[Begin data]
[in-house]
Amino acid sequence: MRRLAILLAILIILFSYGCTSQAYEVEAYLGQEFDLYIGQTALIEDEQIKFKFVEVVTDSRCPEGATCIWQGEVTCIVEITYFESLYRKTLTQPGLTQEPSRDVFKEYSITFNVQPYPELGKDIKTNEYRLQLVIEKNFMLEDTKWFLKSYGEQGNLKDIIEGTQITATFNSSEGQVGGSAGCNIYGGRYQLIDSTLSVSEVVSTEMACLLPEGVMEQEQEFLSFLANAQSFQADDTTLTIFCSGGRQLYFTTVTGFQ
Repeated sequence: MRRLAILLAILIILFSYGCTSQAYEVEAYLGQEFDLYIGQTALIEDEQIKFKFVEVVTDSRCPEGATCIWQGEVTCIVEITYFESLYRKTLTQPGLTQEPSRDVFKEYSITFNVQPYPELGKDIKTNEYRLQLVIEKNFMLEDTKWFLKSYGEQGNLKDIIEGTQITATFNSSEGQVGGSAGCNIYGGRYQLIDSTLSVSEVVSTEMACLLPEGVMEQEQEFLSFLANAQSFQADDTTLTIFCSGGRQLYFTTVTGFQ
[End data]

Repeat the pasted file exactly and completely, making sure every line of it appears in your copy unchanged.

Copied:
[in-house]
Amino acid sequence: MRRLAILLAILIILFSYGCTSQAYEVEAYLGQEFDLYIGQTALIEDEQIKFKFVEVVTDSRCPEGATCIWQGEVTCIVEITYFESLYRKTLTQPGLTQEPSRDVFKEYSITFNVQPYPELGKDIKTNEYRLQLVIEKNFMLEDTKWFLKSYGEQGNLKDIIEGTQITATFNSSEGQVGGSAGCNIYGGRYQLIDSTLSVSEVVSTEMACLLPEGVMEQEQEFLSFLANAQSFQADDTTLTIFCSGGRQLYFTTVTGFQ
Repeated sequence: MRRLAILLAILIILFSYGCTSQAYEVEAYLGQEFDLYIGQTALIEDEQIKFKFVEVVTDSRCPEGATCIWQGEVTCIVEITYFESLYRKTLTQPGLTQEPSRDVFKEYSITFNVQPYPELGKDIKTNEYRLQLVIEKNFMLEDTKWFLKSYGEQGNLKDIIEGTQITATFNSSEGQVGGSAGCNIYGGRYQLIDSTLSVSEVVSTEMACLLPEGVMEQEQEFLSFLANAQSFQADDTTLTIFCSGGRQLYFTTVTGFQ